Farm Horizons, August 2013
Is your balance sheet ready?
By Myron Oftedahl
Is your balance sheet ready for the year-end?
As I look toward the end of the year, I am becoming concerned about the effect that new crop prices will have on crop inventory values and the resulting values for current ratio and working capital.
The farm crisis of the 1980s was fueled by high debt to asset ratios and very high interest rates. The upcoming farm restructure will be fueled by the drop in current ratios and loss of working capital.
Let’s look at a sample farm that typically carries 80,000 bushels of corn, and 15,000 bushels of soybeans as inventory at year-end.
Jan. 1, we valued the corn inventory at $6.75 and the soybeans at $13. This gives us a value of corn at $540,000, and $195,000 for soybeans; or a total of $735,000 for grain inventory.
We are looking at year-end values of $4.50 for corn, and $11 for soybeans. This gives us a value of $360,000 for corn, and $165,000 for soybeans. This is a reduction of $210,000 of working capital.
Can your balance sheet withstand this loss of working capital? What are the implications?
The answer will vary from farm to farm, but some of the implications could be increased need for annual operating money, reduction of term debt capacity, and other liquidity ratios. It could mean stalling a major equipment upgrade for a year. This all leads to a higher credit risk, which, in turn, could lead to higher interest rates.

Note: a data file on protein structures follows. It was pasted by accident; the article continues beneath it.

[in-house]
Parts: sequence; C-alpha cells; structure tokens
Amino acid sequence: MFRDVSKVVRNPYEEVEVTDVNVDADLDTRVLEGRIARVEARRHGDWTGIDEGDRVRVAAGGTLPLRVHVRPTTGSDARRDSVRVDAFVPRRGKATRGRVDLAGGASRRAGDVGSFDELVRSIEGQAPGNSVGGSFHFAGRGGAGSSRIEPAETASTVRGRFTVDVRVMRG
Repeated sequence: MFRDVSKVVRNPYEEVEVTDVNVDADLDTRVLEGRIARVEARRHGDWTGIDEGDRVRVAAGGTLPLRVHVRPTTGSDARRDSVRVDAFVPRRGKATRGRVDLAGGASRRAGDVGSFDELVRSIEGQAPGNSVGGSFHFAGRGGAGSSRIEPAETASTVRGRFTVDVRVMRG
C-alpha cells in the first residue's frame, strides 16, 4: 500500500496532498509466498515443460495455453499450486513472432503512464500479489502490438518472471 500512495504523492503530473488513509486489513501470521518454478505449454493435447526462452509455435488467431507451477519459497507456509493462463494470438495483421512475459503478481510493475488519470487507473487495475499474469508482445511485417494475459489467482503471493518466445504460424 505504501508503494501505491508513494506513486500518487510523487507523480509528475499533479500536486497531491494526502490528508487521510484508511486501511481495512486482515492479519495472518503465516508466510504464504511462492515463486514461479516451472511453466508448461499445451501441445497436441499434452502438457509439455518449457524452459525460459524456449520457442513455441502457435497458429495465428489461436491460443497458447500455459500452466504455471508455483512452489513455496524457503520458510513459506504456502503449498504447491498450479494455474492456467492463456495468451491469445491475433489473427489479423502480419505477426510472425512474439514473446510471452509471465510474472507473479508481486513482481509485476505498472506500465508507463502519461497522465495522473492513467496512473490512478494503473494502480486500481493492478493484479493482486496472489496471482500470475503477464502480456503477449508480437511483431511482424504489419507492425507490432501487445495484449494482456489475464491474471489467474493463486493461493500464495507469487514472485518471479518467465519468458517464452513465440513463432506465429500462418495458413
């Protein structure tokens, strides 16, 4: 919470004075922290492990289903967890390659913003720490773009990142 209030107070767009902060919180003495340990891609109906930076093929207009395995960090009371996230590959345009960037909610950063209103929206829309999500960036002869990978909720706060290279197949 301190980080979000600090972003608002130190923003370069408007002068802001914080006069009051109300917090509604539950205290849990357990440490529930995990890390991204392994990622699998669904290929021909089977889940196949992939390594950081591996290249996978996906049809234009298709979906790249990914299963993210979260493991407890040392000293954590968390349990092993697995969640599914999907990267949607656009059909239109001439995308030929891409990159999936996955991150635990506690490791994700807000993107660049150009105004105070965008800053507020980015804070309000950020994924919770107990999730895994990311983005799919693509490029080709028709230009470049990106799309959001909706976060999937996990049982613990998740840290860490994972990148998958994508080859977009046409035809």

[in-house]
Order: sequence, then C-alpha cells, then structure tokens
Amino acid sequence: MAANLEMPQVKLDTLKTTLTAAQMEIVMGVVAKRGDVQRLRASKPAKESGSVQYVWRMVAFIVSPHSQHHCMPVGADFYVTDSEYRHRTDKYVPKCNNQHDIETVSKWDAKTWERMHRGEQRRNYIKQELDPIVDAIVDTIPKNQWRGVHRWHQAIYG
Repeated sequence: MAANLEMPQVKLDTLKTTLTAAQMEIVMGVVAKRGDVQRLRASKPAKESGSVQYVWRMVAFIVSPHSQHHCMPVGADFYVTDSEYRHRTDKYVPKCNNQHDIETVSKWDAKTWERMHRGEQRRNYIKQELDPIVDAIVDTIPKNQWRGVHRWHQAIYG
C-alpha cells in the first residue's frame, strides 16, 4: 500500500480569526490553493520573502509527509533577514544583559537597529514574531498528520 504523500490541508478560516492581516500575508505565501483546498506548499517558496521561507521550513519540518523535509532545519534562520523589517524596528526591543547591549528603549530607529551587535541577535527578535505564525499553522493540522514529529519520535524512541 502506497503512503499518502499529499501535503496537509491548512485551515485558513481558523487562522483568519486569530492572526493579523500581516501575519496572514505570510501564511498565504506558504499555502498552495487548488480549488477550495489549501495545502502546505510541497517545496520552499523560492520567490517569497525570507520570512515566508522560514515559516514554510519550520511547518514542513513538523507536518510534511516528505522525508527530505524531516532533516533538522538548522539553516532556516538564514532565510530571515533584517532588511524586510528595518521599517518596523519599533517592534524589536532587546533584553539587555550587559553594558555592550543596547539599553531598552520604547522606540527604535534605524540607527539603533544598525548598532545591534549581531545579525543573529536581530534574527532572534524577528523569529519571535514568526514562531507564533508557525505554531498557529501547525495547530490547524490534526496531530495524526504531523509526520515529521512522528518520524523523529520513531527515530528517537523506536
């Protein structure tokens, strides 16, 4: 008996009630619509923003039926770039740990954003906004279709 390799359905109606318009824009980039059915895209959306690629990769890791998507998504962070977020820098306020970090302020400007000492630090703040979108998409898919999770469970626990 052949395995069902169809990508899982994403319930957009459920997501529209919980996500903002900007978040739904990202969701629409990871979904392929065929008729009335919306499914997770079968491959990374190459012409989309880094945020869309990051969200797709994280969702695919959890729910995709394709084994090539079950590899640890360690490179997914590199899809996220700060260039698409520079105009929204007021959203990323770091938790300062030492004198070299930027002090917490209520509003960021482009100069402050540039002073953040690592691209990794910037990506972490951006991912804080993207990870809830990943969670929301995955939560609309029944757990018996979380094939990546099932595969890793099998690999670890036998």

Is it all doom and gloom? No, but you need to be proactive.
You will need to have a frank discussion with your lender so that he/she understands what the impact will/could be for your operation.
We have faced this before, but you need to be aware of what is coming. Working capital is often referred to as your rainy day fund or your carrying fund, and that is what we will have to rely on in 2014.
How large should working capital be? Again, it will depend on your operation, and will vary from farm to farm.
One item that I learned at a recent conference is that current assets should have one year’s worth of land payments over and above working capital. So, if I go back to my Jan. 1, 2014 crop inventory and available cash and withhold one year’s worth of land rent and amortization payments, will I have a positive working capital and current ratio?
I would urge you to put this to the test and then sit down and explain this to your lender. If you need help, contact an area Farm Business Management Instructor for assistance.